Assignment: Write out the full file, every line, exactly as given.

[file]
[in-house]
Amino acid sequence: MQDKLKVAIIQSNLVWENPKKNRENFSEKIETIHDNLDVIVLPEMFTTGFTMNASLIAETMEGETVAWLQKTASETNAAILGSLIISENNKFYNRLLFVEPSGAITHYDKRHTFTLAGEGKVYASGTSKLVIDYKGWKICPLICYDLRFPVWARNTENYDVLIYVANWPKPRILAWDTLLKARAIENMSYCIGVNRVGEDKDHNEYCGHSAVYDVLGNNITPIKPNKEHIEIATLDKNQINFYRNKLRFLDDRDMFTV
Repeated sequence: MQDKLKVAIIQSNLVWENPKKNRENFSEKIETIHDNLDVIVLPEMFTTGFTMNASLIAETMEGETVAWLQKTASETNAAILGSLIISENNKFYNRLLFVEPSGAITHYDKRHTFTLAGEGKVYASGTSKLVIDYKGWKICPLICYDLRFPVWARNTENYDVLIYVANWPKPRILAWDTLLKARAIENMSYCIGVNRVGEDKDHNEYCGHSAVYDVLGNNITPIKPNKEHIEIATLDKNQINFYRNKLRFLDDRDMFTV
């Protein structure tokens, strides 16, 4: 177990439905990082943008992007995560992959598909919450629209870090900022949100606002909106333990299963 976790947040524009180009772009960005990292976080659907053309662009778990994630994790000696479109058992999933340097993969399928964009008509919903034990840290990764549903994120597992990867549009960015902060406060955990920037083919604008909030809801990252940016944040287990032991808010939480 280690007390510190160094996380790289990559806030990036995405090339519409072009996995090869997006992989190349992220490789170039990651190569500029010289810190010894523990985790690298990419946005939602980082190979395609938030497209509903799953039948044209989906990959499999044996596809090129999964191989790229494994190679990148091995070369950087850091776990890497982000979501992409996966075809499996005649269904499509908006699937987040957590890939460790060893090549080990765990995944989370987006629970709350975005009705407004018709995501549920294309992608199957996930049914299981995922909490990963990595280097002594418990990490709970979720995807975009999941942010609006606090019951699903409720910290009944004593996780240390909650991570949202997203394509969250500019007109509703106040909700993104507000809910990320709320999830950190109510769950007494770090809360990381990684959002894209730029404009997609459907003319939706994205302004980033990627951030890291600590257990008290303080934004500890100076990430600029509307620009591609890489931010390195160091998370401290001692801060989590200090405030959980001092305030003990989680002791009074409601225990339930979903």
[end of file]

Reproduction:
[in-house]
Amino acid sequence: MQDKLKVAIIQSNLVWENPKKNRENFSEKIETIHDNLDVIVLPEMFTTGFTMNASLIAETMEGETVAWLQKTASETNAAILGSLIISENNKFYNRLLFVEPSGAITHYDKRHTFTLAGEGKVYASGTSKLVIDYKGWKICPLICYDLRFPVWARNTENYDVLIYVANWPKPRILAWDTLLKARAIENMSYCIGVNRVGEDKDHNEYCGHSAVYDVLGNNITPIKPNKEHIEIATLDKNQINFYRNKLRFLDDRDMFTV
Repeated sequence: MQDKLKVAIIQSNLVWENPKKNRENFSEKIETIHDNLDVIVLPEMFTTGFTMNASLIAETMEGETVAWLQKTASETNAAILGSLIISENNKFYNRLLFVEPSGAITHYDKRHTFTLAGEGKVYASGTSKLVIDYKGWKICPLICYDLRFPVWARNTENYDVLIYVANWPKPRILAWDTLLKARAIENMSYCIGVNRVGEDKDHNEYCGHSAVYDVLGNNITPIKPNKEHIEIATLDKNQINFYRNKLRFLDDRDMFTV
């Protein structure tokens, strides 16, 4: 177990439905990082943008992007995560992959598909919450629209870090900022949100606002909106333990299963 976790947040524009180009772009960005990292976080659907053309662009778990994630994790000696479109058992999933340097993969399928964009008509919903034990840290990764549903994120597992990867549009960015902060406060955990920037083919604008909030809801990252940016944040287990032991808010939480 280690007390510190160094996380790289990559806030990036995405090339519409072009996995090869997006992989190349992220490789170039990651190569500029010289810190010894523990985790690298990419946005939602980082190979395609938030497209509903799953039948044209989906990959499999044996596809090129999964191989790229494994190679990148091995070369950087850091776990890497982000979501992409996966075809499996005649269904499509908006699937987040957590890939460790060893090549080990765990995944989370987006629970709350975005009705407004018709995501549920294309992608199957996930049914299981995922909490990963990595280097002594418990990490709970979720995807975009999941942010609006606090019951699903409720910290009944004593996780240390909650991570949202997203394509969250500019007109509703106040909700993104507000809910990320709320999830950190109510769950007494770090809360990381990684959002894209730029404009997609459907003319939706994205302004980033990627951030890291600590257990008290303080934004500890100076990430600029509307620009591609890489931010390195160091998370401290001692801060989590200090405030959980001092305030003990989680002791009074409601225990339930979903």